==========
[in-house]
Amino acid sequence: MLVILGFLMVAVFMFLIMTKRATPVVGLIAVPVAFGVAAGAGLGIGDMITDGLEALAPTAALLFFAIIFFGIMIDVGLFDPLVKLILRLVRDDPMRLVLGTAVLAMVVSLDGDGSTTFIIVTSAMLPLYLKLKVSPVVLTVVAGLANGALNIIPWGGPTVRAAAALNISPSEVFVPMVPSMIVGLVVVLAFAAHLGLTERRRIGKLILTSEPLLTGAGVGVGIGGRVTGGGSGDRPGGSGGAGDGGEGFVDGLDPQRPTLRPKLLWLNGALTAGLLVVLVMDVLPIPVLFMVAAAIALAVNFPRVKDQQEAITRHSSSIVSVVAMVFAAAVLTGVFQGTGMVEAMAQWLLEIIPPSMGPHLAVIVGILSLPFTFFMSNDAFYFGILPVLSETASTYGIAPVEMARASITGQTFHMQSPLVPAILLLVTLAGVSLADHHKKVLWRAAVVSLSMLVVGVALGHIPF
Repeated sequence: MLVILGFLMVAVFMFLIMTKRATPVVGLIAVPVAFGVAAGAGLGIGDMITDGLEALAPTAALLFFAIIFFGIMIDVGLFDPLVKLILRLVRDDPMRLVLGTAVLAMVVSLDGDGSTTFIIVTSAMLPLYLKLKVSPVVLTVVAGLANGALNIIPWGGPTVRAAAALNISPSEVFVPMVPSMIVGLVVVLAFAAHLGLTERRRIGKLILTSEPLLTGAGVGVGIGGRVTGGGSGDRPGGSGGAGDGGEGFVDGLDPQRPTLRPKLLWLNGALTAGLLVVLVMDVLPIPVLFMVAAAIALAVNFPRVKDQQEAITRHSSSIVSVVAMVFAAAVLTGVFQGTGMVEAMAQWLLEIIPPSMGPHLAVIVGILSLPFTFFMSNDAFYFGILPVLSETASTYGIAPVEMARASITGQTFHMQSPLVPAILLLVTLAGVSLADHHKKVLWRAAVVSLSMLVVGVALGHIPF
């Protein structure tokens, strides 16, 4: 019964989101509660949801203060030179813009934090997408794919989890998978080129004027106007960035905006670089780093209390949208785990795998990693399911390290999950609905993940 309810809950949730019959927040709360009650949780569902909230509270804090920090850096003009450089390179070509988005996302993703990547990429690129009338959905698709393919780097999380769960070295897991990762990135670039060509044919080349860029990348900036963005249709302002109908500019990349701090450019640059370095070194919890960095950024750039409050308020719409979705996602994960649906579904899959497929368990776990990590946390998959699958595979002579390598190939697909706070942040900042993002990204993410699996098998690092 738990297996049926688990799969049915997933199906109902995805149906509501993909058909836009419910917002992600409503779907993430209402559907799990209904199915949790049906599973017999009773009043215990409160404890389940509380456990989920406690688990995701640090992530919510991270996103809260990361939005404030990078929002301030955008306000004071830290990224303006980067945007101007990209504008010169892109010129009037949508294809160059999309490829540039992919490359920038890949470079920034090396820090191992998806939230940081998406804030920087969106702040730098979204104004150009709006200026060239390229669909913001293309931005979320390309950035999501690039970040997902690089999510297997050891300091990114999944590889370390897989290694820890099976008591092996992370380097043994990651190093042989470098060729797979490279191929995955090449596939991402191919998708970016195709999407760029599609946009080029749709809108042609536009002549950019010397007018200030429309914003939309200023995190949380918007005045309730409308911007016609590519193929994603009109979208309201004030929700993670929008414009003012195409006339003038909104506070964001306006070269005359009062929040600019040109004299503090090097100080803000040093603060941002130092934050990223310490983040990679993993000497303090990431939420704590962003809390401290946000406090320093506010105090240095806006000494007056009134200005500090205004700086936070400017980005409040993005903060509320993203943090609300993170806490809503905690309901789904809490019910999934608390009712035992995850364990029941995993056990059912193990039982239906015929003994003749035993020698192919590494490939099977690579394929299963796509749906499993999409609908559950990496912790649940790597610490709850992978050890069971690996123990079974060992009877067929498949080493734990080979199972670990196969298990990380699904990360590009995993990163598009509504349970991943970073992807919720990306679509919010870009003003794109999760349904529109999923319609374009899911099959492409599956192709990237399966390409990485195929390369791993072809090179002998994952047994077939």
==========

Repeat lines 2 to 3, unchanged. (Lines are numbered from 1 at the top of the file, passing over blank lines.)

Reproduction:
Amino acid sequence: MLVILGFLMVAVFMFLIMTKRATPVVGLIAVPVAFGVAAGAGLGIGDMITDGLEALAPTAALLFFAIIFFGIMIDVGLFDPLVKLILRLVRDDPMRLVLGTAVLAMVVSLDGDGSTTFIIVTSAMLPLYLKLKVSPVVLTVVAGLANGALNIIPWGGPTVRAAAALNISPSEVFVPMVPSMIVGLVVVLAFAAHLGLTERRRIGKLILTSEPLLTGAGVGVGIGGRVTGGGSGDRPGGSGGAGDGGEGFVDGLDPQRPTLRPKLLWLNGALTAGLLVVLVMDVLPIPVLFMVAAAIALAVNFPRVKDQQEAITRHSSSIVSVVAMVFAAAVLTGVFQGTGMVEAMAQWLLEIIPPSMGPHLAVIVGILSLPFTFFMSNDAFYFGILPVLSETASTYGIAPVEMARASITGQTFHMQSPLVPAILLLVTLAGVSLADHHKKVLWRAAVVSLSMLVVGVALGHIPF
Repeated sequence: MLVILGFLMVAVFMFLIMTKRATPVVGLIAVPVAFGVAAGAGLGIGDMITDGLEALAPTAALLFFAIIFFGIMIDVGLFDPLVKLILRLVRDDPMRLVLGTAVLAMVVSLDGDGSTTFIIVTSAMLPLYLKLKVSPVVLTVVAGLANGALNIIPWGGPTVRAAAALNISPSEVFVPMVPSMIVGLVVVLAFAAHLGLTERRRIGKLILTSEPLLTGAGVGVGIGGRVTGGGSGDRPGGSGGAGDGGEGFVDGLDPQRPTLRPKLLWLNGALTAGLLVVLVMDVLPIPVLFMVAAAIALAVNFPRVKDQQEAITRHSSSIVSVVAMVFAAAVLTGVFQGTGMVEAMAQWLLEIIPPSMGPHLAVIVGILSLPFTFFMSNDAFYFGILPVLSETASTYGIAPVEMARASITGQTFHMQSPLVPAILLLVTLAGVSLADHHKKVLWRAAVVSLSMLVVGVALGHIPF